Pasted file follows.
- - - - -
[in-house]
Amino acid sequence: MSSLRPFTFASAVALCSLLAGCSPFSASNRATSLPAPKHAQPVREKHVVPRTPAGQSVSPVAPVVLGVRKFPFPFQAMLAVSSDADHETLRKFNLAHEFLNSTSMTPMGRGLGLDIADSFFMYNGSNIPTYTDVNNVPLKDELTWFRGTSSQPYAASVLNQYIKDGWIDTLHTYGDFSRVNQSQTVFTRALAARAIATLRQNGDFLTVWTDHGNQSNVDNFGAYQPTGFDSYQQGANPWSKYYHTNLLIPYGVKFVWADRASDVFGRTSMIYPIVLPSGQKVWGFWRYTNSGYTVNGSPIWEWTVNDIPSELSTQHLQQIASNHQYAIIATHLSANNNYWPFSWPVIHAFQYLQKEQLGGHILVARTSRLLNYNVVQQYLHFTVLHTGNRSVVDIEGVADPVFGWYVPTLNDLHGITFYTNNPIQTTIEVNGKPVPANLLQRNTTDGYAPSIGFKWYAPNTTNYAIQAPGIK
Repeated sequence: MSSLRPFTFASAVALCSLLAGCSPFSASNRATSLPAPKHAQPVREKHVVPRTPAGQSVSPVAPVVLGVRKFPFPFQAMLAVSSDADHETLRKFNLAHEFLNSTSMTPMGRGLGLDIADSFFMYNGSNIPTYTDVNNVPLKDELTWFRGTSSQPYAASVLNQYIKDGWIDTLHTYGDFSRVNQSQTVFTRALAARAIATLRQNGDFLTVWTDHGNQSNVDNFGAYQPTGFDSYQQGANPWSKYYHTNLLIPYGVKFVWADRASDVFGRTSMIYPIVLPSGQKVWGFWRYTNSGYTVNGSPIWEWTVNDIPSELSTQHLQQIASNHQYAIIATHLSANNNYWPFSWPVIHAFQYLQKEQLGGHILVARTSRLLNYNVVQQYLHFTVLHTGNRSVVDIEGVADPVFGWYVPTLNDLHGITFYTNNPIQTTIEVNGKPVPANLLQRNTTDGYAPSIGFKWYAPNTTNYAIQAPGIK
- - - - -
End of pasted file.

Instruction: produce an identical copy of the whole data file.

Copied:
[in-house]
Amino acid sequence: MSSLRPFTFASAVALCSLLAGCSPFSASNRATSLPAPKHAQPVREKHVVPRTPAGQSVSPVAPVVLGVRKFPFPFQAMLAVSSDADHETLRKFNLAHEFLNSTSMTPMGRGLGLDIADSFFMYNGSNIPTYTDVNNVPLKDELTWFRGTSSQPYAASVLNQYIKDGWIDTLHTYGDFSRVNQSQTVFTRALAARAIATLRQNGDFLTVWTDHGNQSNVDNFGAYQPTGFDSYQQGANPWSKYYHTNLLIPYGVKFVWADRASDVFGRTSMIYPIVLPSGQKVWGFWRYTNSGYTVNGSPIWEWTVNDIPSELSTQHLQQIASNHQYAIIATHLSANNNYWPFSWPVIHAFQYLQKEQLGGHILVARTSRLLNYNVVQQYLHFTVLHTGNRSVVDIEGVADPVFGWYVPTLNDLHGITFYTNNPIQTTIEVNGKPVPANLLQRNTTDGYAPSIGFKWYAPNTTNYAIQAPGIK
Repeated sequence: MSSLRPFTFASAVALCSLLAGCSPFSASNRATSLPAPKHAQPVREKHVVPRTPAGQSVSPVAPVVLGVRKFPFPFQAMLAVSSDADHETLRKFNLAHEFLNSTSMTPMGRGLGLDIADSFFMYNGSNIPTYTDVNNVPLKDELTWFRGTSSQPYAASVLNQYIKDGWIDTLHTYGDFSRVNQSQTVFTRALAARAIATLRQNGDFLTVWTDHGNQSNVDNFGAYQPTGFDSYQQGANPWSKYYHTNLLIPYGVKFVWADRASDVFGRTSMIYPIVLPSGQKVWGFWRYTNSGYTVNGSPIWEWTVNDIPSELSTQHLQQIASNHQYAIIATHLSANNNYWPFSWPVIHAFQYLQKEQLGGHILVARTSRLLNYNVVQQYLHFTVLHTGNRSVVDIEGVADPVFGWYVPTLNDLHGITFYTNNPIQTTIEVNGKPVPANLLQRNTTDGYAPSIGFKWYAPNTTNYAIQAPGIK